The questionnaire included items relating to PPE use and hazardous drug spills, key covariates of organizational structure, perceived barriers to PPE use, and personal and practice factors. Measures were selected in congruence with Donabedian’s Quality of Care Model (Donabedian, 2005) and extant frameworks that examine PPE use by workers (McCullagh, Ronis, & Lusk, 2010).
The study examined two primary outcomes: hazardous drug spills and self-reported PPE use within the past six months (from February to September 2014) using multiple scales. The Revised Hazardous Drug Handling Questionnaire measures the frequency of PPE use among oncology nurses when preparing or administering hazardous drugs (Martin & Larson, 2003; Polovich & Clark, 2012). The scale measures the use of chemotherapy-tested gloves, the double-glovingtechnique, single-use disposable gowns, eye protection, respirators/masks, and closed-system transfer devices on a six-point Likert-type scale ranging from 0 (never) to 5 (always). The PPE outcome was derived from a mean score of the six items. The second outcome—reported hazardous drug spills—was treated as a binary (yes or no) outcome; nurses were asked if they had experienced a spill, drop, or leak of hazardous drugs greater than 5 ml within the past six months.
The Safety Organizing Scale measures collective behaviors performed by employees in high-reliability organizations (e.g., nuclear power plants) to mitigate high-stakes operational failures (Vogus & Sutcliffe, 2007). The nine-item scale measures the present safety performance and modifiable actions of clinicians. The frequency of performing safety behaviors in the workplace is scored on a seven-point Likert-type scale ranging from 1 (not at all) to 7 (a very great extent). This scale has demonstrated high internal reliability and validity (Vogus & Sutcliffe, 2007; Wilson, 2012).
Nursing practice environments are workplace features that enable nurses to deliver high-quality care (Lake & Friese, 2006). Environments were measured using the Practice Environment Scale of the Nursing Work Index (PES-NWI) revised for ambulatory oncology settings. The revised PES-NWI items reflect the presence of six key work features: (a) collegial nurse–physician relations; (b) participation in practice affairs; (c) managers’ ability, leadership, and support; (d) staffing and resource adequacy; (e) supportive relations with medical assistants; and (f) foundations for quality care. A total of 23 items are scored on a five-point Likert-type scale, ranging from 1 (strongly disagree) to 5 (strongly agree). Higher scores reflect more positive environments. Each subscale was derived from item means. Subscales have documented validity and reliability in prior studies (Cronbach alphas for internal consistency ranged from 0.8–0.9) (Shang, Friese, Wu, & Aiken, 2013).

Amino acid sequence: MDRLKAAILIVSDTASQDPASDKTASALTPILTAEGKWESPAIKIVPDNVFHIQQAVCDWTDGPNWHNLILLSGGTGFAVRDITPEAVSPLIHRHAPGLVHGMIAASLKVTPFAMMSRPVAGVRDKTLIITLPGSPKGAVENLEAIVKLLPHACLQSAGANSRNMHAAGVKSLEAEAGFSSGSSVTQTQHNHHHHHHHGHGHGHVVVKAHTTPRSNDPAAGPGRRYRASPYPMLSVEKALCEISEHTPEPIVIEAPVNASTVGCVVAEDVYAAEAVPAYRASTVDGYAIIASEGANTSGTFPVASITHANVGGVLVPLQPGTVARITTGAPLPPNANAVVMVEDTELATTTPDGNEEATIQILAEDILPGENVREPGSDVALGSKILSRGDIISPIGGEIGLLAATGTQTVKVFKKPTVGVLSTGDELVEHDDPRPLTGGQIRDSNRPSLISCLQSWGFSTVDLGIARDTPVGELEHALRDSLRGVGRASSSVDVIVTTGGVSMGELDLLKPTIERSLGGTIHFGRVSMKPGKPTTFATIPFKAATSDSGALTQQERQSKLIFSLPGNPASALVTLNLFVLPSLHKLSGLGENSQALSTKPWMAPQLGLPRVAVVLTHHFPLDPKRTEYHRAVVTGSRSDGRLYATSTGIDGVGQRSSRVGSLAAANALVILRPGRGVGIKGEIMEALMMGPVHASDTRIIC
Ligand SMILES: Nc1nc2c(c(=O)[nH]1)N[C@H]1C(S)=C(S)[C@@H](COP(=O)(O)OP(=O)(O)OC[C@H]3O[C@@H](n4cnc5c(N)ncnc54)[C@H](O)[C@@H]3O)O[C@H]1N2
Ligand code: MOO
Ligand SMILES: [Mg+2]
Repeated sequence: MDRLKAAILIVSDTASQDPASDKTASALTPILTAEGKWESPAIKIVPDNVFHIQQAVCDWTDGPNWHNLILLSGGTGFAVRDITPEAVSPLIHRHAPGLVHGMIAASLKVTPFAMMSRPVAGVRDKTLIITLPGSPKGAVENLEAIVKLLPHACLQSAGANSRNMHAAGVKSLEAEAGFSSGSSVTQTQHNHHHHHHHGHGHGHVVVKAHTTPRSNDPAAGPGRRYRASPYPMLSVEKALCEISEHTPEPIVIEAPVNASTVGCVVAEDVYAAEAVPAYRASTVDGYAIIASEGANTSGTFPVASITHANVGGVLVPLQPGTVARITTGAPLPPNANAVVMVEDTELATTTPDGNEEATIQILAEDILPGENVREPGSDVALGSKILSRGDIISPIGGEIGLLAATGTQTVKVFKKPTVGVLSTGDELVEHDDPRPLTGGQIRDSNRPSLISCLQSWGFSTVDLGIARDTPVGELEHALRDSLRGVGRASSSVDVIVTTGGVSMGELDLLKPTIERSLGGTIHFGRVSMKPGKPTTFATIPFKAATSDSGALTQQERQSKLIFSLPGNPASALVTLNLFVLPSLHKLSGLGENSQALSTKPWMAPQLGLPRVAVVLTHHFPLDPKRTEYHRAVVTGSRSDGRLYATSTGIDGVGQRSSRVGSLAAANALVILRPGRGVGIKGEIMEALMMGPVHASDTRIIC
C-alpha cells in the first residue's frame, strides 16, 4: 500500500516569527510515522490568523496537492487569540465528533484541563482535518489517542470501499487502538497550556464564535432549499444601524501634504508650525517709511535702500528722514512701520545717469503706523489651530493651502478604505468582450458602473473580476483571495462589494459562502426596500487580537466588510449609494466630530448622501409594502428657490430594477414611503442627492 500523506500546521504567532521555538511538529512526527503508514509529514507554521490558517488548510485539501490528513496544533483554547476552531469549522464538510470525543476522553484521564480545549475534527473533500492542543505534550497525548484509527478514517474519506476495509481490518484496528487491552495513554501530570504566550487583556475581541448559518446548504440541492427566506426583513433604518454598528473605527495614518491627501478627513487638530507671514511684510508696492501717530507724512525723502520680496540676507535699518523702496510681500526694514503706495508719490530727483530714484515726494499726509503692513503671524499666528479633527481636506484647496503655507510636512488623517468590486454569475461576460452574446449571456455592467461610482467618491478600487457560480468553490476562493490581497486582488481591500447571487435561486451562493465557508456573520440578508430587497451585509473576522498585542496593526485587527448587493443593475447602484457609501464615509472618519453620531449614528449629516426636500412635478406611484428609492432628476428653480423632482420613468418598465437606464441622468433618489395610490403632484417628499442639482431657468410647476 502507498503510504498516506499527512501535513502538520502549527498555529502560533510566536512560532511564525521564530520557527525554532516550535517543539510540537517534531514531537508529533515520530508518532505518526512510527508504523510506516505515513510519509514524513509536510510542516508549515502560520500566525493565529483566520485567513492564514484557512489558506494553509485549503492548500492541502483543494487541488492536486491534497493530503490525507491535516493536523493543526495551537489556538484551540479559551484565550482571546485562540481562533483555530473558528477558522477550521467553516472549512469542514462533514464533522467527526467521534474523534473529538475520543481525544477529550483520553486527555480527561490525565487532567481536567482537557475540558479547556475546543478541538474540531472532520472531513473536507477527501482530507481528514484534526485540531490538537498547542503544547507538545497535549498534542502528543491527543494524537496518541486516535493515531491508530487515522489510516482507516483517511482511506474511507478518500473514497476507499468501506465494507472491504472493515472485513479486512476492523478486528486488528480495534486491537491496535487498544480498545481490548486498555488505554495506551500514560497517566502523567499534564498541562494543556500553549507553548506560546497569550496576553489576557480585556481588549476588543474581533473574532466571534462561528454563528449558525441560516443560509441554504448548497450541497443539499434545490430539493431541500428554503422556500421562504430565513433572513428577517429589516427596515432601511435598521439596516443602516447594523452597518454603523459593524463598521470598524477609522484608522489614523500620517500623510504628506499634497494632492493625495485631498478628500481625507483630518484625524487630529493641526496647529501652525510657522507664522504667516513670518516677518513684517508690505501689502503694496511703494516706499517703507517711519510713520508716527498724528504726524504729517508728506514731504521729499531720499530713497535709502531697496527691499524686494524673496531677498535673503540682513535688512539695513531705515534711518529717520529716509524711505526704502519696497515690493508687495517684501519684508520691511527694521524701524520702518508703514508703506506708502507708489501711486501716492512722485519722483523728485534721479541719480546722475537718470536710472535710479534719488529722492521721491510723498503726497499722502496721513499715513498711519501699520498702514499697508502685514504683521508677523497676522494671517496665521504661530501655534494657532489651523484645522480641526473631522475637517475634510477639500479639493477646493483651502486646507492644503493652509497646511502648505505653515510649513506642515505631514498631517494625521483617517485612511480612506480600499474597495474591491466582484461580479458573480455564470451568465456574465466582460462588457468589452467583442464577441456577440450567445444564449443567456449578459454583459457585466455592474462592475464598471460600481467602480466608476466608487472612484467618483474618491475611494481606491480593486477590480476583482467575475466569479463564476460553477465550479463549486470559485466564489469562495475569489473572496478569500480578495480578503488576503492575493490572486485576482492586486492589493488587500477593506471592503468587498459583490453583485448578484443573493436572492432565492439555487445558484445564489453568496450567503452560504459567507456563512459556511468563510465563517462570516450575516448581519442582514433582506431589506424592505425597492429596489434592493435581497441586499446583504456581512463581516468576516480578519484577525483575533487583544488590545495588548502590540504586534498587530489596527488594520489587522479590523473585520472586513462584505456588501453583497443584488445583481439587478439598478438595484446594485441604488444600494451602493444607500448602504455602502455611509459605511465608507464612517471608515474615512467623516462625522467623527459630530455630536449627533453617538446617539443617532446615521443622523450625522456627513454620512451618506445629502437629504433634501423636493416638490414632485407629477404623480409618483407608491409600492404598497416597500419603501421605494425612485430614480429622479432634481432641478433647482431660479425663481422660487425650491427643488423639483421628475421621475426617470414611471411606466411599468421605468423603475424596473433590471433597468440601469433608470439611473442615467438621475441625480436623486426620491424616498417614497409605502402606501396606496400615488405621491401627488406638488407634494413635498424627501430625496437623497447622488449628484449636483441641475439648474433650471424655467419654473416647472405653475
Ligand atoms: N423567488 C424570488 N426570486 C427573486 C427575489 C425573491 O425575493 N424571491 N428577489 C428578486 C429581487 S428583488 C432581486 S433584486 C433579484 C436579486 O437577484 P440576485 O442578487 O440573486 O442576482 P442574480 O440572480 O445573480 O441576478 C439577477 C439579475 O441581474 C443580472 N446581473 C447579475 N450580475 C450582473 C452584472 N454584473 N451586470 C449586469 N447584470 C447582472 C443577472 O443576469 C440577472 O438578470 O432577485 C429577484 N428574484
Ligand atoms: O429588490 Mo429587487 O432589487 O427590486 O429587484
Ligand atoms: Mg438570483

Barriers to wearing PPE were measured with 13 items in Geer’s Dermal Exposure Survey (Geer, Curbow, Anna, Lees, & Buckley, 2006). Nurses scored items on a five-point Likert-type scale ranging from 1 (strongly disagree) to 5 (strongly agree), and the mean across all 13 items was used in analyses. In addition, nurses reported their average workloads (average number of patients cared for during the last shift), oncology practice ownership (private versus nonprivate), and demographics (years of nursing experience, oncology certification, and education level).
Statistical analyses were performed with SAS®, version 9.4. Relationships between the two outcome variables and dependent variables were explored with bivariate analyses, including independent sample t-tests and chi-square tests. Based on the distribution of the outcomes, linear regression models were used to estimate PPE use, with generalized estimating equations specified to account for the clustering of nurses within practices. To examine factors associated with hazardous drug spills, multivariable logistic regression models were estimated with generalized estimating equations. In addition, to achieve parsimonious models, backward selection procedures were used to remove variables that did not reach significance (p < 0.3). Final models retained main effect covariates that reached significance (p <0.05). Interaction terms between barriers to PPE and organizational factors were also tested (Knol & VanderWeele, 2012).
In total, 437 nurses completed surveys (67% response). Participant characteristics are shown in Table 1. Most participants were women (97%), aged 43 years or older (79%), had at least six years of oncology experience (75%), and worked in outpatient oncology settings (96%). Nurses worked in 132 oncology facilities in California (62% of total), Michigan (21%), and Georgia (17%), with 1–12 nurses employed at each facility. Slightly more nurses worked in public, nonprofit, or government-owned practices (56%) than privately owned practices (41%). When asked the average direct care workload during their last work shift, 72% of respondents reported providing care to five–nine patients, on average. A few nurses (1%–9%) did not provide demographic data. The final analytical sample (N = 252) excluded 23 respondents who did not meet study criteria and 192 nurses whose routine work did not include preparing or administering hazardous drugs. The authors did not observe significant differences among study variables between the analytic sample and excluded participants.